Living in an apartment after 17 years in rural Connecticut has been a bit of an adjustment.
The one thing that I miss the most (besides my dear friends), is my yard and garden beds. Of course, I miss the cacophony of birds singing, yelling and calling, and the lovely back roads, but I found a windy drive from Houston to Magnolia, Texas that meets my twisting, turning back road needs. What I haven’t had is a patch of soil just waiting for me to transform into a place for green, growing things. And now that I am living in the Houston area, I can garden all year long. Yay!!!
This past Saturday, my granddaughter and I drove the 25 minutes or so to Tomball, Texas to a wonderful garden center where we found herbs, flowers and my first container-grown citrus tree.
I chose Citrus aurantifolia as my first specimen because of the many uses for its extremely flavorful fruit. I grew up in Miami, and the first time I tasted key lime pie, I thought I had died and gone to heaven. When I was raising my young family in St. Petersburg, Florida, I made my first key lime pie from bottled lime juice. It was delicious, too.
What pushed me toward choosing this variety of citrus to grow is my love of tequila and lime together in a variety of ways. I make my own simple margarita-like drink which typically consists of my favorite tequila, lime juice (fresh squeezed is best), and a teensy bit of agave syrup (no more than a teaspoon). Sometimes I add equal measure of sparkling mineral water to make it an alcoholic soda. I don’t like salt, so a quick stir and I’m good to go.
Okay, I could talk about margaritas or what I pass off as margaritas for paragraphs. I even have a holiday margarita that is delicious which I will save for another time. Back to Mexican limes (which I will call them since I am now a few hours away from Mexico).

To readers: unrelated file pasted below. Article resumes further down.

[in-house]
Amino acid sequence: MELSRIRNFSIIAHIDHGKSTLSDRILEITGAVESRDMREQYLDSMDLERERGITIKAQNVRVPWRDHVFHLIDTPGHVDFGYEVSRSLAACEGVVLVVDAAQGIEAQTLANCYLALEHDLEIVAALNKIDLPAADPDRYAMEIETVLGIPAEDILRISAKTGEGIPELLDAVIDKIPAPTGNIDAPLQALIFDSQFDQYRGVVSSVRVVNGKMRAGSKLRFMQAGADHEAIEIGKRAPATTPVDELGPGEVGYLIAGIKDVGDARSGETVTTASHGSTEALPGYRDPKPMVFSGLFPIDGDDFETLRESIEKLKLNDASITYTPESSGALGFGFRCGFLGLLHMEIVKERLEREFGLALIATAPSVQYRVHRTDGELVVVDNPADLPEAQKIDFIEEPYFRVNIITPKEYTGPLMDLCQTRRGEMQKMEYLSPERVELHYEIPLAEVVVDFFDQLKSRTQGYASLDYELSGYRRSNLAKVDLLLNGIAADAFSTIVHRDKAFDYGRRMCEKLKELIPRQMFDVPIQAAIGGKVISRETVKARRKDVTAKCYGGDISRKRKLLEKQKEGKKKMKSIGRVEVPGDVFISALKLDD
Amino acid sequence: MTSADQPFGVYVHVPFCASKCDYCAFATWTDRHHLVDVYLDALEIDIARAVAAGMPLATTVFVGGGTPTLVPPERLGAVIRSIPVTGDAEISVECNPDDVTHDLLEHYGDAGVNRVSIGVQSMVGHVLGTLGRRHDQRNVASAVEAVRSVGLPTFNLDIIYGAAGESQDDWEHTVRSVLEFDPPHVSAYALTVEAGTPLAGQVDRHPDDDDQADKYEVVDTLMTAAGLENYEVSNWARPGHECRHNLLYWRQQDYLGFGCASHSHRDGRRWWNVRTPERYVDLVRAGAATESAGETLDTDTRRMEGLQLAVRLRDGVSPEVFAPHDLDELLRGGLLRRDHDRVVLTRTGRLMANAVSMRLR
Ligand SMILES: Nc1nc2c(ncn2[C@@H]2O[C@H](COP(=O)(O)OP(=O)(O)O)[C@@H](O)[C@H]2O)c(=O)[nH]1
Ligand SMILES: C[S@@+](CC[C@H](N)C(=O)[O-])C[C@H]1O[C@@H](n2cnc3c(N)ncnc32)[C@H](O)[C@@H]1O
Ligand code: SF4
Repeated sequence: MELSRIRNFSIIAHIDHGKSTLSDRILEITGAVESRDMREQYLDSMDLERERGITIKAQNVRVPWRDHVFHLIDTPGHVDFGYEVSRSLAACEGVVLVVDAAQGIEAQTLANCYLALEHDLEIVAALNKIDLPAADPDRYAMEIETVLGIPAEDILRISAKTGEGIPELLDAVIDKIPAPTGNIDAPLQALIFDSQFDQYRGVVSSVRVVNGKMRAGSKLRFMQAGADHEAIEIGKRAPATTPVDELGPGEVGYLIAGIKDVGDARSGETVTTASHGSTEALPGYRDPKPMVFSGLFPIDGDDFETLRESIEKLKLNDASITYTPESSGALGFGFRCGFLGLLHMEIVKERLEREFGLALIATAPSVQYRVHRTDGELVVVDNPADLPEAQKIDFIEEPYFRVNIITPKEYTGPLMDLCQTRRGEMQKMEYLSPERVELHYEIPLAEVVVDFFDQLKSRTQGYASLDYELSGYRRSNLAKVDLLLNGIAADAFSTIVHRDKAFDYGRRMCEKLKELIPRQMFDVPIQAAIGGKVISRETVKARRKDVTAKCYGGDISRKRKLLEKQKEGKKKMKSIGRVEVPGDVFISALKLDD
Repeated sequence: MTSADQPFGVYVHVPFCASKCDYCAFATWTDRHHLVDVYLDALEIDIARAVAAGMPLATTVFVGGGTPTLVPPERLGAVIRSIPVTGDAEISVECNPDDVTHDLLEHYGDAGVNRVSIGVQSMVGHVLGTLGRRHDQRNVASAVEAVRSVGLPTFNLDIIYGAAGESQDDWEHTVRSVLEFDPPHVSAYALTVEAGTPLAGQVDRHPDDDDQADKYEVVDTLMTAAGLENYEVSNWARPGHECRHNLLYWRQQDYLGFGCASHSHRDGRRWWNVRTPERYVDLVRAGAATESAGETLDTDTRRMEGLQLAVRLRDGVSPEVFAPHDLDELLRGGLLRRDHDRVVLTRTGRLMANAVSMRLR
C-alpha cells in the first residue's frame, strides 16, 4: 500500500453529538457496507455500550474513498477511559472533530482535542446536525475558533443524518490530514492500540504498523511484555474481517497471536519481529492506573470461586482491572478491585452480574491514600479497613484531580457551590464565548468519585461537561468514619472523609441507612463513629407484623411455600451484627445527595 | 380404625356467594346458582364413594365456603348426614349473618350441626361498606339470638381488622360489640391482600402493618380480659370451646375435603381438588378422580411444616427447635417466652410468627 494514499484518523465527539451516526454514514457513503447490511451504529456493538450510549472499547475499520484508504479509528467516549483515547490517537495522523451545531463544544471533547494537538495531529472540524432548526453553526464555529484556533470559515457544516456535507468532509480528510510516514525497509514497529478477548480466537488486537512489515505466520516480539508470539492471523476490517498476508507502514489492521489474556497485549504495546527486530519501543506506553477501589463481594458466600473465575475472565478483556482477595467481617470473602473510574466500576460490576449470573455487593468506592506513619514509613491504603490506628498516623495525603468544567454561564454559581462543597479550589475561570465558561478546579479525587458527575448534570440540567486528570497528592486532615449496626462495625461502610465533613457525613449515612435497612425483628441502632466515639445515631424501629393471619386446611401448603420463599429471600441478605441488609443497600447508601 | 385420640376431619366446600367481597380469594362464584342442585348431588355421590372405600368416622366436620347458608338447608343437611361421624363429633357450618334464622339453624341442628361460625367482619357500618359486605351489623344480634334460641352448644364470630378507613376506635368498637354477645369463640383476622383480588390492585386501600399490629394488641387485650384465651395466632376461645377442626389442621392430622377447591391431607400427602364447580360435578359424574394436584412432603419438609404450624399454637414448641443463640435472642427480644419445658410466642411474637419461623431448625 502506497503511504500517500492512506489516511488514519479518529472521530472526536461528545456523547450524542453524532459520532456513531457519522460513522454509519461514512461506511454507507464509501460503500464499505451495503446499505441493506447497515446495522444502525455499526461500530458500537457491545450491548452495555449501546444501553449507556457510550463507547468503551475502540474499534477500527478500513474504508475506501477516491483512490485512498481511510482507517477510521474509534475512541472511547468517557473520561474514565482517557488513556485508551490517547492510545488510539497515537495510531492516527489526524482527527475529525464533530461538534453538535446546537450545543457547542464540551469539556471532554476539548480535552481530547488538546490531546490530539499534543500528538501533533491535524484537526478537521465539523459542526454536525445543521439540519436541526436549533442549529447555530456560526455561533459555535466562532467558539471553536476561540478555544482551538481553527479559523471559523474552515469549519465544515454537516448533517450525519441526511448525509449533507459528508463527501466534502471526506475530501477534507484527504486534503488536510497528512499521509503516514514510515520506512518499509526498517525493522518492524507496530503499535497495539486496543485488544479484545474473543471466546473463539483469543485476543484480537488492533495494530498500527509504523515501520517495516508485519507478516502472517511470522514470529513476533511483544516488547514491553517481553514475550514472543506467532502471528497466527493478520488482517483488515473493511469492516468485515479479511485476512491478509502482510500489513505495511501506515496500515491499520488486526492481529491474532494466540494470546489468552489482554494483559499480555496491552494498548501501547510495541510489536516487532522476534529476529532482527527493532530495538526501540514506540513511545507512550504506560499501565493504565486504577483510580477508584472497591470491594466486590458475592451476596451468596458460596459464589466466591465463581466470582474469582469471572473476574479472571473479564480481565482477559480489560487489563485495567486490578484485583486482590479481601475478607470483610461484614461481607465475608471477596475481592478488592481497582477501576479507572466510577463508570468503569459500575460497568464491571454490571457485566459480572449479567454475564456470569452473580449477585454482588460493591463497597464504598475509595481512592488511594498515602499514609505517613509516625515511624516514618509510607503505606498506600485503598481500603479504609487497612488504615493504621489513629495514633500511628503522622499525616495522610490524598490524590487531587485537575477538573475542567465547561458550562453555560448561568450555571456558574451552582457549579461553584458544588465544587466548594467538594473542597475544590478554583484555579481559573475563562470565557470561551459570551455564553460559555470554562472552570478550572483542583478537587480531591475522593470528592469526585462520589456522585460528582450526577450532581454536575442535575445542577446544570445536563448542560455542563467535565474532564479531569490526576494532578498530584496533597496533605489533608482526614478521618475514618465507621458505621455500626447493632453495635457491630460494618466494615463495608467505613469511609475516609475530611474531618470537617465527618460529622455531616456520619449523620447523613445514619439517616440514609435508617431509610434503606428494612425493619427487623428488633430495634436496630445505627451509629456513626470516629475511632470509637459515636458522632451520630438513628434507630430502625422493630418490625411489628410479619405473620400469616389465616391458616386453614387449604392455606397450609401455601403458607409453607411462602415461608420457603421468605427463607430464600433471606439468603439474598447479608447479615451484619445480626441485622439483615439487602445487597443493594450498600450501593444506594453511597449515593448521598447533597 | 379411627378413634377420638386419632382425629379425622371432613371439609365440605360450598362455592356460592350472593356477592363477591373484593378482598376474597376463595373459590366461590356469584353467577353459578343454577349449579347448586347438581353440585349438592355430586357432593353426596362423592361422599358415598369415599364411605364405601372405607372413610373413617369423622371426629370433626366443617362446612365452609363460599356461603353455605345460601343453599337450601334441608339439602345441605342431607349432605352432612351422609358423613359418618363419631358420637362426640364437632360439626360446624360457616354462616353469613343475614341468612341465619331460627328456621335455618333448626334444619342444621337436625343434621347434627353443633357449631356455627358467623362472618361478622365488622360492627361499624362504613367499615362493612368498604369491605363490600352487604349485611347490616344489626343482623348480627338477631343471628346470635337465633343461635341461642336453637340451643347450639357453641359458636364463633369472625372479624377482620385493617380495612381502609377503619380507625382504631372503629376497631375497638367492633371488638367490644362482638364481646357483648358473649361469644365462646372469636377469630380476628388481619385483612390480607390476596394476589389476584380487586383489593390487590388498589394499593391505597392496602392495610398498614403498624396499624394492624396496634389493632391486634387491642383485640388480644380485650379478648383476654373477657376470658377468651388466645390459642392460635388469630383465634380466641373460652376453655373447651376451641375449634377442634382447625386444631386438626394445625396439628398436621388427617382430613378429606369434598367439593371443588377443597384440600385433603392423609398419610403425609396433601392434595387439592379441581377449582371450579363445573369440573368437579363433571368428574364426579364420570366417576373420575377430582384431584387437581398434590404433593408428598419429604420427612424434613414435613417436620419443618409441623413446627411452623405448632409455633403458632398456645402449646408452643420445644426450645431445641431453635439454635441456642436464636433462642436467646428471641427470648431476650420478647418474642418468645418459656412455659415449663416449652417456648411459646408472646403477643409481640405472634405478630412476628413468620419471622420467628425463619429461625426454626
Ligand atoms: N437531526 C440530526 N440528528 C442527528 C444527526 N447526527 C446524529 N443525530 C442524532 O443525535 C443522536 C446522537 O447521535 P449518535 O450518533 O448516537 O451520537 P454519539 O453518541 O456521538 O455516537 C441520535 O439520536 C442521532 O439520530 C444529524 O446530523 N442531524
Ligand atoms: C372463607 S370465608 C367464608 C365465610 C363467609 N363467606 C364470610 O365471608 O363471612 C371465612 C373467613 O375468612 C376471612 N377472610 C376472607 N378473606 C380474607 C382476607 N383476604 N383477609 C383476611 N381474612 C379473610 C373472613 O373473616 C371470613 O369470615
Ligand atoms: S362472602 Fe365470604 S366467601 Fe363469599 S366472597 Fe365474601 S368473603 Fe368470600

I also use lime juice for guacamole, limeade, tarts, cooking, drinking, and to give away. The woman who talked me into buying this variety said that they easily produce 40-50 limes. Although I am modifying my expectations because I plan to keep this tree smaller by root pruning after a few years, I fully expect a good harvest in a couple of years.
I also plan to purchase a Mandarin orange variety when my budget allows. It is on my gardening wish list.
Now, for those who also live in the Houston or Gulf Coast region, growing citrus is not without hazards.
The salesperson who assisted me had to ensure that I lived within the quarantine zone of the nursery due to citrus greening. Citrus cannot be brought into or taken out of two quarantine zones in Texas. I live in Harris County, so I cannot take my tree out of the quarantine zone that includes Fort Bend, Harris and Montgomery Counties. The other quarantine zone is located in the Valley which includes Cameron, Hidalgo and Willacy Counties.
A few years ago I would not have been able to purchase a citrus tree in this area at all; sales were halted in an effort to stop the spread of citrus greening.
With my purchase comes the responsibility of watching for signs of any diseases and/or pests that threaten the commercial citrus industry.
What I have learned, however, is that it is wise to never wait to plant a tree (or buy one). Fruit trees require time to grow large enough to produce fruit, sometimes 5 years or more. If you ever want to grow fruit in your yard or in a container, do your research and find a variety that thrives in the growing conditions that you have where you are.
Also, research, research, research. Read, talk to experts (many from different backgrounds — organic, conventional, etc.). Remember that your area’s extension agents are there for you. Your tax dollars pay their salaries, so don’t hesitate to tap that source.
My next posts will be about container herb gardening and gardening with my small children. Cuteness is guaranteed.